What difference do five centimeters make on a curb when you are in a wheelchair? How much does spatial orientation vary when you can barely see or cannot see at all? People without disabilities can find out first-hand answers that may help them choose to consciously change their own mobility.
"For me, inclusion also means to sometimes change my perspective," says Ulrike Pohl. This is why she has already offered children and adolescents, in particular, the chance to do just that ten times. Pohl is the project manager of "Inklusion konkret" (English: actual inclusion) with the Association of Sociocultural Work (German: Verband für sozial-kulturelle Arbeit e. V.) in Berlin. The association organizes the project titled "Perspektivwechsel" (English: change in perspective) together with the people behind Creative Accessibility Tours.
"Going to the movies in a wheelchair, using a white cane to go shopping or going on the streetcar – those are exactly the types of everyday situations we test in small groups," says Pohl. After a brief introduction to the topic, up to 15 participants make their way downtown – using a wheelchair, walker or simulation glasses. Depending on how much time is available to obtain the change of perspective, they all go shopping or eat out together. At the train stops, the participants also test how well they get around in a wheelchair or as a visually impaired person.
One insight many of them gain is that persons with disabilities are often restricted in their mobility and have to put up with additional detours since many places are not accessible. "We also increasingly noticed that limited or the loss of vision has a very big impact on the speed of the participants," says Pohl. "Usually not much changes for the wheelchair participants in this regard."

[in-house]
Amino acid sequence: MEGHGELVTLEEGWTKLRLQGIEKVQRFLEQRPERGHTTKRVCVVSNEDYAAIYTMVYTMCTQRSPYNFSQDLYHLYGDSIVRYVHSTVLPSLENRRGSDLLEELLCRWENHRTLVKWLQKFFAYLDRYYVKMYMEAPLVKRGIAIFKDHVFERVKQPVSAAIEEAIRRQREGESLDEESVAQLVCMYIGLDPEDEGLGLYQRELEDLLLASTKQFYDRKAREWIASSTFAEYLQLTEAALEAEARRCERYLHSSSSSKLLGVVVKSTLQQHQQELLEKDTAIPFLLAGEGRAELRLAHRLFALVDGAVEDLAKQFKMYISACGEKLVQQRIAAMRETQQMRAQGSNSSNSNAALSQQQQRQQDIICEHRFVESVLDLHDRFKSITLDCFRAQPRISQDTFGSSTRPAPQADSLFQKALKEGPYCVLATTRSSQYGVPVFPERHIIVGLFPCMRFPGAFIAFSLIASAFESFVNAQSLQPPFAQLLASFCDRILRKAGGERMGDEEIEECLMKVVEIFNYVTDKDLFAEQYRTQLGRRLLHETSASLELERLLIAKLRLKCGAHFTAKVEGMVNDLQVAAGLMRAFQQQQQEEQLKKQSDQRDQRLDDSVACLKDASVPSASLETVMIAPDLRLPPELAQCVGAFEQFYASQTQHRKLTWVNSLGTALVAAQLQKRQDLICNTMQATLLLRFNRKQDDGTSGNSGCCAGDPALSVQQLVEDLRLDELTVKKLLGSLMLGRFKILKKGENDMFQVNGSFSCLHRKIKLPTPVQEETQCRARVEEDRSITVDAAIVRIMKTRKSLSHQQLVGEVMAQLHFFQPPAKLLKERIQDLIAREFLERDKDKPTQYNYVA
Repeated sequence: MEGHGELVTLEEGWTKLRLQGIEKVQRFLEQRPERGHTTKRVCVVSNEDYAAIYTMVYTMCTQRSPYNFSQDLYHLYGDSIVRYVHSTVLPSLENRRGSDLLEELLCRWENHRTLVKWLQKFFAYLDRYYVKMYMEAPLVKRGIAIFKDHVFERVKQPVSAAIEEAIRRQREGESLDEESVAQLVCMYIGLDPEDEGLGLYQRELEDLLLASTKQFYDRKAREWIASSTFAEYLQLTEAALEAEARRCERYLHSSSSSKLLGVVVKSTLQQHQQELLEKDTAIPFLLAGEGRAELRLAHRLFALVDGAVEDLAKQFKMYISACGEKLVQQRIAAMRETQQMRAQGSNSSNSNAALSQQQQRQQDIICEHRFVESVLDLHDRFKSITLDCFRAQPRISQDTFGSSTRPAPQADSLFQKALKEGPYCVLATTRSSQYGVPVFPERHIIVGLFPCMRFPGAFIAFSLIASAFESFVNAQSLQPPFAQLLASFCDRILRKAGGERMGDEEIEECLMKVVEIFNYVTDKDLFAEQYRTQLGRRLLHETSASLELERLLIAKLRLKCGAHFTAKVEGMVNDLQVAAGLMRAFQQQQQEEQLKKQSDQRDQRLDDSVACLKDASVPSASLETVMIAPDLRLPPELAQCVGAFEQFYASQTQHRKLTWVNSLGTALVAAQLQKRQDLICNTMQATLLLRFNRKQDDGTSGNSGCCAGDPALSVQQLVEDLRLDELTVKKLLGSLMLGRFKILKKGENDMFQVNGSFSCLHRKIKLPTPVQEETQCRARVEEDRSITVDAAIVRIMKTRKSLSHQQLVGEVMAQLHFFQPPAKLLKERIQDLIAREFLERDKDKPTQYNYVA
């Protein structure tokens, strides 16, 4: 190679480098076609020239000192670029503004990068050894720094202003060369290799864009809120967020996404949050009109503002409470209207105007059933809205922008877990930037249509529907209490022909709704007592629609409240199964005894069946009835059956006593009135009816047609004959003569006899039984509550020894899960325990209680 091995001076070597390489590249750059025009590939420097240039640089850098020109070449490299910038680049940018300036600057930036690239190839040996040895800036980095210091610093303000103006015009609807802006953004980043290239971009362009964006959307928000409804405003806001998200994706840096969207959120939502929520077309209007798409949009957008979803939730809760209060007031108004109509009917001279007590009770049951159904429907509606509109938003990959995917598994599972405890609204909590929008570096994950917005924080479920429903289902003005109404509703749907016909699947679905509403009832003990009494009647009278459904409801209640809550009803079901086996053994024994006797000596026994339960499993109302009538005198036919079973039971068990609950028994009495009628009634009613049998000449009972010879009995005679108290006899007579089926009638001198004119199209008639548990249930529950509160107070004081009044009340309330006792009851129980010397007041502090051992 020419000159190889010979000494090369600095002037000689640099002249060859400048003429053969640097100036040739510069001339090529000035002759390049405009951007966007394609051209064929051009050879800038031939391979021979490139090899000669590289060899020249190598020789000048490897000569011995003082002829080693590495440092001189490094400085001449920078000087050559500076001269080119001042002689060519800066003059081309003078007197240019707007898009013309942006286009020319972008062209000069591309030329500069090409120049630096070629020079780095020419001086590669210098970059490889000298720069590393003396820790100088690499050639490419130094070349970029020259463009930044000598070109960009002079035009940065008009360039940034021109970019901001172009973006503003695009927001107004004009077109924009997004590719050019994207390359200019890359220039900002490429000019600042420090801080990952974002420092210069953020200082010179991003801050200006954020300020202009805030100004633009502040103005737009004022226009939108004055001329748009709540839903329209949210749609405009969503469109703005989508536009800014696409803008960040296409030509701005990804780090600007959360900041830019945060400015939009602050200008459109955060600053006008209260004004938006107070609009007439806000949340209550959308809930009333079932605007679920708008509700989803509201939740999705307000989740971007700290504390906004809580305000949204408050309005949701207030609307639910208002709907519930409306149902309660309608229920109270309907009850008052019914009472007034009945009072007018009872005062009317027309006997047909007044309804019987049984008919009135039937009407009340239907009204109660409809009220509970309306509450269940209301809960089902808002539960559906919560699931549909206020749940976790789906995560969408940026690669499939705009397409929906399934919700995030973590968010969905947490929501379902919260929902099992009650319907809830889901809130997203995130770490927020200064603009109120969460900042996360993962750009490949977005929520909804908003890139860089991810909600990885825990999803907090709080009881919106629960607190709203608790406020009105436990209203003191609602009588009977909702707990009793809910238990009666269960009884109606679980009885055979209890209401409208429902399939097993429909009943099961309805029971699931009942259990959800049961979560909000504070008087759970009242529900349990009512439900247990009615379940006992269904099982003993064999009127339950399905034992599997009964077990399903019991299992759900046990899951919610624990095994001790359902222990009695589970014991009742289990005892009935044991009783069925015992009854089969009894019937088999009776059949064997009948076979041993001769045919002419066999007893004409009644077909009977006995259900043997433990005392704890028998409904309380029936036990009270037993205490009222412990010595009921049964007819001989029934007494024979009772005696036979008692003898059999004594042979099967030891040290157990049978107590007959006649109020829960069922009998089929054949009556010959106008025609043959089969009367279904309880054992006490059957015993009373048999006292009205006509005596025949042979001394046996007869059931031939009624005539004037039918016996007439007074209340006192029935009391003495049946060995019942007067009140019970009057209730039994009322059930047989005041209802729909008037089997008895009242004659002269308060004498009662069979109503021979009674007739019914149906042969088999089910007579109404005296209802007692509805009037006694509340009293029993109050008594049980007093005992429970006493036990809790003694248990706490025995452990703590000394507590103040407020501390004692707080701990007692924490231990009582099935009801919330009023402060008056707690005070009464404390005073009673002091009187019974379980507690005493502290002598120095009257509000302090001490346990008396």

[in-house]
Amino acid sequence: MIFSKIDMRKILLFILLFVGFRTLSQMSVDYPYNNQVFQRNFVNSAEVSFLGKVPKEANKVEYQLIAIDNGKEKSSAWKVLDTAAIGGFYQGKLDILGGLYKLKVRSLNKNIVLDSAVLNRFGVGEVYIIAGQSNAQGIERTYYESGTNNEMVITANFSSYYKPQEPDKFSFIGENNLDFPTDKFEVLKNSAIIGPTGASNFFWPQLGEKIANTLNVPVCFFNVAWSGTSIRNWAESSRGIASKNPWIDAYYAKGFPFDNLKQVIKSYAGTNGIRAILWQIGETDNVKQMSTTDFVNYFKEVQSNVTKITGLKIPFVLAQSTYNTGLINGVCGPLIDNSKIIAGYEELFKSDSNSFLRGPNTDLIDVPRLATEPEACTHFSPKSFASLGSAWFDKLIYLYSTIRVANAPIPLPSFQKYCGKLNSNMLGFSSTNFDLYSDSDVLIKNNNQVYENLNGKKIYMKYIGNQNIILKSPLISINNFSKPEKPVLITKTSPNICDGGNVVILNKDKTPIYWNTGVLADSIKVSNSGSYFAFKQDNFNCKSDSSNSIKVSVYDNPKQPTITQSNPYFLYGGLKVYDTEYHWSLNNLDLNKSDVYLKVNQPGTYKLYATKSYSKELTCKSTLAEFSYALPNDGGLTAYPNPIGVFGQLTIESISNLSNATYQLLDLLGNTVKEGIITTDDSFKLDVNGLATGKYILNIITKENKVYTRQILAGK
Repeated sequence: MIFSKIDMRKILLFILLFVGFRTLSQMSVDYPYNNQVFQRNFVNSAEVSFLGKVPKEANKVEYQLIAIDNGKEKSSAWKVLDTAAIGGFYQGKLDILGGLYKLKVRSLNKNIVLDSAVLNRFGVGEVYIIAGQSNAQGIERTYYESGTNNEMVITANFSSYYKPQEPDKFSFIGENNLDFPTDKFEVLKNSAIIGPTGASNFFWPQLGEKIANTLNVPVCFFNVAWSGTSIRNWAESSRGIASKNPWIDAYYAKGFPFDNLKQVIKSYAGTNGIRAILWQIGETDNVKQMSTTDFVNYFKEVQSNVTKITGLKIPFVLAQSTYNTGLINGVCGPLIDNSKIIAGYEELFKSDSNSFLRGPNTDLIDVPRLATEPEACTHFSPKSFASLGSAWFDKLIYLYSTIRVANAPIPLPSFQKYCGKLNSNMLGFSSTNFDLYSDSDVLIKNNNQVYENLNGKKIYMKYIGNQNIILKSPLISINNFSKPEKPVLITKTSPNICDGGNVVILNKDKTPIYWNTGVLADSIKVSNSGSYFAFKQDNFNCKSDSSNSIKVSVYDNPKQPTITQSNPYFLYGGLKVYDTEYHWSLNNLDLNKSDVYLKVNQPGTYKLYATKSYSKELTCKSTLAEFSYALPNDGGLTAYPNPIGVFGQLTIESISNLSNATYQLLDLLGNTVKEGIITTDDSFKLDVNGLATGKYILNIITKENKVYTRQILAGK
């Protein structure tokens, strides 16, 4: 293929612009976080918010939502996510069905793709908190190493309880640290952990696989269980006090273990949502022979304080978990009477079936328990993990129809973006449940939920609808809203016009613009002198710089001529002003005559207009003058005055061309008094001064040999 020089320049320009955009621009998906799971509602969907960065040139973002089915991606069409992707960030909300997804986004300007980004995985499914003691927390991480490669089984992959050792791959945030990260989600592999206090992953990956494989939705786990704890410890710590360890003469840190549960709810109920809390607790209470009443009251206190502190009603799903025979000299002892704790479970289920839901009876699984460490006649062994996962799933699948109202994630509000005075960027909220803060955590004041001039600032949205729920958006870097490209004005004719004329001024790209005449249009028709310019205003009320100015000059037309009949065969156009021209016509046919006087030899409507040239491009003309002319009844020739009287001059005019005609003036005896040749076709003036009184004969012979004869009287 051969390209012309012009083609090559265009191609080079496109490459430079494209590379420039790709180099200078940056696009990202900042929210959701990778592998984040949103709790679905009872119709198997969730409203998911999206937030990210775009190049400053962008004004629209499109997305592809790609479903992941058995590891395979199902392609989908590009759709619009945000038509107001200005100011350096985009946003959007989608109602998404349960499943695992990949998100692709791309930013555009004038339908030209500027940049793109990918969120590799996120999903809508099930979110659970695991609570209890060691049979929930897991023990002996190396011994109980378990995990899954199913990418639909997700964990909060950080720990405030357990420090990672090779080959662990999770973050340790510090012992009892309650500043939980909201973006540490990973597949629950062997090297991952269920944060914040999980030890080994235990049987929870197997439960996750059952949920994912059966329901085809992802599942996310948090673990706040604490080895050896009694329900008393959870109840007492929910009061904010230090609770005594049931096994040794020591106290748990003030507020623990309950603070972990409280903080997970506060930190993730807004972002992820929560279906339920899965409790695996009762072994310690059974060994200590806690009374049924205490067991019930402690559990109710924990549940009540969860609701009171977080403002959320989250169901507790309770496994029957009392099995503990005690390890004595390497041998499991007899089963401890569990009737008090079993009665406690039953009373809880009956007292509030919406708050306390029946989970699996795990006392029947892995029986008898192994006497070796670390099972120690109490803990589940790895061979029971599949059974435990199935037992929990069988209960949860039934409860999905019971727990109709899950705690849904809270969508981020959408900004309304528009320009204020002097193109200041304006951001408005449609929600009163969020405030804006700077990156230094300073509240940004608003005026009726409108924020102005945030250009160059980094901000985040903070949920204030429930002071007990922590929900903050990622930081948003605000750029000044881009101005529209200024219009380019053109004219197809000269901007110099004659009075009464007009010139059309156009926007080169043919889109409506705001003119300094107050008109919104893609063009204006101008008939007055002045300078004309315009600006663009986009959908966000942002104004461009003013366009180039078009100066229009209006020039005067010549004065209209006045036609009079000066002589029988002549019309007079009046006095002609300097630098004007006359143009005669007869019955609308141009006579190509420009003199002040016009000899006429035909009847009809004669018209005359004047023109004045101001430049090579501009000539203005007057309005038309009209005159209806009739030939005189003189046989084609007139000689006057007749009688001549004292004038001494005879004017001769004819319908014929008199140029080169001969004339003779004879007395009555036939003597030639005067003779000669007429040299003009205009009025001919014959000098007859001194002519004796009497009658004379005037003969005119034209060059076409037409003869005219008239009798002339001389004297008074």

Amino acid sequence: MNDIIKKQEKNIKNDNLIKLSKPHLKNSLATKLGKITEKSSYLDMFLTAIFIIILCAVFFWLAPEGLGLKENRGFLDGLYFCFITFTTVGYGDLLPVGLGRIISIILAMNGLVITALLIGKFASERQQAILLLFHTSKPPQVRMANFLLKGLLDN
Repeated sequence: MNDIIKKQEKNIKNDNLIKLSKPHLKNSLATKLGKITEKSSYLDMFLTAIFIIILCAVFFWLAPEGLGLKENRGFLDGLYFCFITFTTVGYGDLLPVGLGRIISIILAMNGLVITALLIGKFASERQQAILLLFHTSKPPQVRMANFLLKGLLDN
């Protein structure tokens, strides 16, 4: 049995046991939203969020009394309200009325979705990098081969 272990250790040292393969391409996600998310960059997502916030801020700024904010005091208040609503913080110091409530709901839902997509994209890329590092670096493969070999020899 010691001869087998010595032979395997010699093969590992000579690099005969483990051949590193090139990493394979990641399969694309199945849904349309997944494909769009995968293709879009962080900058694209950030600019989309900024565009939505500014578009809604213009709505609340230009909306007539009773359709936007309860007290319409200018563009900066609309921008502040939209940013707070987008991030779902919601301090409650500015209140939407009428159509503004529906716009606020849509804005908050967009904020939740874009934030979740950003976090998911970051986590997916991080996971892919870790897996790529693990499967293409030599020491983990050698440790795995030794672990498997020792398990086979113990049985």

Johannes Mairhofer also states that his mobility didn’t change when he spontaneously decided in March of this year to use a wheelchair for one day. "As a part of the OpenTransfer Camp Inclusion in Dortmund, I was invited by chair skater David Lebuser and his girlfriend Lisa Schmidt. Another one of David’s friends was also there," the photographer from Munich explains. "The previous evening, this friend and I walked on foot while David and Lisa used their wheelchairs. They were much faster than we were on foot. This is how we came up with the idea that all of us should use a wheelchair the next day."
After some brief coaching, they started the next morning. Mairhofer now had two experienced wheelchair users by his side. Not only were they able to provide tips, they also knew ahead of time at which underground stations you were able to change trains without too many problems. "As a wheelchair user who is new to a town, this is definitely harder in the beginning. But even though the two of them knew their stuff, we still experienced obstacles that should actually not be there. Steps, for instance, where you could have also have built a ramp or made a ground level entrance," Mairhofer describes his experiences. "I generally noticed that I actually moved a lot faster, but things are still lacking here or there. However, all of these were physical barriers that needed to be removed."
Wheelchair user Pohl can also confirm that many people rarely give thought to such structural aspects: "When I discuss the appointment with a school, I also always ask whether the school is wheelchair accessible for example." In her experience, this is frequently not the case. "That means, in the organizational preparation there is already an initial learning effect," Pohl concludes. However, you can typically find an alternative room in other school buildings or in the community center of a town.
The same way Mairhofer sought advice from his friends who use wheelchairs Pohl also believes that this is especially important in these self-awareness projects. "For such campaigns to be truly beneficial, persons with disabilities need to definitely be a part of it." This is why it isn’t just wheelchair user Pohl but also blind lecturer and trainer Kerstin Gaedicke who accompanies this change in perspective project with the typically young participants during the city discovery tour and the joint quiz and evaluation session at the end of the day.
Two of the main goals of the Berlin change in perspective project are to experience how different barriers change your own mobility and, therefore, increase the awareness and understanding for one another. Yet Pohl also clearly points out that "just because you sat in a wheelchair for a couple of hours or more does of course not automatically make you understand how persons with disabilities experience everyday life – that is obvious."